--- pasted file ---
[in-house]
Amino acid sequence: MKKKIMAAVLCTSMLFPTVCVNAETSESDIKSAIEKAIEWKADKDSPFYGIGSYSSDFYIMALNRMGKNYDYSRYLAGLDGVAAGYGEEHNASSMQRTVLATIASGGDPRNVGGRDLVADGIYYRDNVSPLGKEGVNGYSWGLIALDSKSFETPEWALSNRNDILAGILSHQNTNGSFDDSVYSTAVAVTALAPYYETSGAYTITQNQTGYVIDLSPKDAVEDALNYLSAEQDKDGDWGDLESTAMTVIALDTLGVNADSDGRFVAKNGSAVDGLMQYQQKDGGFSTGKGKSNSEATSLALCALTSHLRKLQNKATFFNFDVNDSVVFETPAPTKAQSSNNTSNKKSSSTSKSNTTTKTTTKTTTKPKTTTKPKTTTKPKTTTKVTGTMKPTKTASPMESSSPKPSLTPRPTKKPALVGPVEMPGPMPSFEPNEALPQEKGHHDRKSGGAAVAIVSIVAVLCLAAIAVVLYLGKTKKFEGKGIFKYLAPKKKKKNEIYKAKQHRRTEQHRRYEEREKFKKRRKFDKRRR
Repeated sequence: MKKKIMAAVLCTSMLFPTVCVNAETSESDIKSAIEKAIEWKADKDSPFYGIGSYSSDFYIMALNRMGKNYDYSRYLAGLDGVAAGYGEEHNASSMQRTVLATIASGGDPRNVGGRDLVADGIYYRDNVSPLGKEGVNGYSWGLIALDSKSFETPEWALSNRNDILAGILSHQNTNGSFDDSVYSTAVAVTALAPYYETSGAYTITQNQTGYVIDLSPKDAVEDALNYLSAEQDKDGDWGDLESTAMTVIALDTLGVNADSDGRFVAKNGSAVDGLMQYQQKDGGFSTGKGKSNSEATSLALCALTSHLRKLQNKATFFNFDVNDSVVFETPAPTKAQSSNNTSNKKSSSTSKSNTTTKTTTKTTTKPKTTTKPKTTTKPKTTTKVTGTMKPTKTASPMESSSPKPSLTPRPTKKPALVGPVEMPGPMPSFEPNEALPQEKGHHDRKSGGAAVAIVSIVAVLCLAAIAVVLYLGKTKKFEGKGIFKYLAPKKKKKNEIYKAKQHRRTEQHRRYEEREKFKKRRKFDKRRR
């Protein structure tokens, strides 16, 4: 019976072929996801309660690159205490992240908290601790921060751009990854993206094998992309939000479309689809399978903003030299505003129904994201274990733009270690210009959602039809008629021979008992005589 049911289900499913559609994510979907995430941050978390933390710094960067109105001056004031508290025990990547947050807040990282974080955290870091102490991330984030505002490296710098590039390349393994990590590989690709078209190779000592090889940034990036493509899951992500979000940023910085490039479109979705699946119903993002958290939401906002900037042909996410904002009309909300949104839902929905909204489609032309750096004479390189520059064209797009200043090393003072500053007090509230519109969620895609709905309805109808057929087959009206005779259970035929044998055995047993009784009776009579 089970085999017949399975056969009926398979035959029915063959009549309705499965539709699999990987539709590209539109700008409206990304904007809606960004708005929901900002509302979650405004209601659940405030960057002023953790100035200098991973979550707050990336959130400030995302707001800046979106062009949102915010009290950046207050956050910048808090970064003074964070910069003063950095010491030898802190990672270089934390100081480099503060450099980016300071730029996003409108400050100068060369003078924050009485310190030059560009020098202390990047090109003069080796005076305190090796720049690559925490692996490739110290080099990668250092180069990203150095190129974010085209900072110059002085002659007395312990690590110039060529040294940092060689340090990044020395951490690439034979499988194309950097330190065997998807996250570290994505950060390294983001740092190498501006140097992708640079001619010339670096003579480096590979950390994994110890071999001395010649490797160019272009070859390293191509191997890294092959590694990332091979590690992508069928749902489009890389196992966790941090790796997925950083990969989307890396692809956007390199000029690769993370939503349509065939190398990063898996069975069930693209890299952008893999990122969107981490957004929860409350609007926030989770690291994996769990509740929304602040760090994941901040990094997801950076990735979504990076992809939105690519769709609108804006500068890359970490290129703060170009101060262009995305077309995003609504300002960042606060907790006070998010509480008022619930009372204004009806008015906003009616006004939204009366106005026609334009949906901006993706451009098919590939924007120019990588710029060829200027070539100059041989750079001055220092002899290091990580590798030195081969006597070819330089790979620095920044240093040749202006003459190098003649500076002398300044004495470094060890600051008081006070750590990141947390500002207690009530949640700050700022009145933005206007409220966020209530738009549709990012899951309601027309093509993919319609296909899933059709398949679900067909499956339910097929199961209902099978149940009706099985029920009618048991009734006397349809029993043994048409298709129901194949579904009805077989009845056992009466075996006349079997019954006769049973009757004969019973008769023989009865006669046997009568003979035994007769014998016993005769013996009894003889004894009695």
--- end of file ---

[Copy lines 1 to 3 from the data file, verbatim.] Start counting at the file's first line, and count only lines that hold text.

[in-house]
Amino acid sequence: MKKKIMAAVLCTSMLFPTVCVNAETSESDIKSAIEKAIEWKADKDSPFYGIGSYSSDFYIMALNRMGKNYDYSRYLAGLDGVAAGYGEEHNASSMQRTVLATIASGGDPRNVGGRDLVADGIYYRDNVSPLGKEGVNGYSWGLIALDSKSFETPEWALSNRNDILAGILSHQNTNGSFDDSVYSTAVAVTALAPYYETSGAYTITQNQTGYVIDLSPKDAVEDALNYLSAEQDKDGDWGDLESTAMTVIALDTLGVNADSDGRFVAKNGSAVDGLMQYQQKDGGFSTGKGKSNSEATSLALCALTSHLRKLQNKATFFNFDVNDSVVFETPAPTKAQSSNNTSNKKSSSTSKSNTTTKTTTKTTTKPKTTTKPKTTTKPKTTTKVTGTMKPTKTASPMESSSPKPSLTPRPTKKPALVGPVEMPGPMPSFEPNEALPQEKGHHDRKSGGAAVAIVSIVAVLCLAAIAVVLYLGKTKKFEGKGIFKYLAPKKKKKNEIYKAKQHRRTEQHRRYEEREKFKKRRKFDKRRR
Repeated sequence: MKKKIMAAVLCTSMLFPTVCVNAETSESDIKSAIEKAIEWKADKDSPFYGIGSYSSDFYIMALNRMGKNYDYSRYLAGLDGVAAGYGEEHNASSMQRTVLATIASGGDPRNVGGRDLVADGIYYRDNVSPLGKEGVNGYSWGLIALDSKSFETPEWALSNRNDILAGILSHQNTNGSFDDSVYSTAVAVTALAPYYETSGAYTITQNQTGYVIDLSPKDAVEDALNYLSAEQDKDGDWGDLESTAMTVIALDTLGVNADSDGRFVAKNGSAVDGLMQYQQKDGGFSTGKGKSNSEATSLALCALTSHLRKLQNKATFFNFDVNDSVVFETPAPTKAQSSNNTSNKKSSSTSKSNTTTKTTTKTTTKPKTTTKPKTTTKPKTTTKVTGTMKPTKTASPMESSSPKPSLTPRPTKKPALVGPVEMPGPMPSFEPNEALPQEKGHHDRKSGGAAVAIVSIVAVLCLAAIAVVLYLGKTKKFEGKGIFKYLAPKKKKKNEIYKAKQHRRTEQHRRYEEREKFKKRRKFDKRRR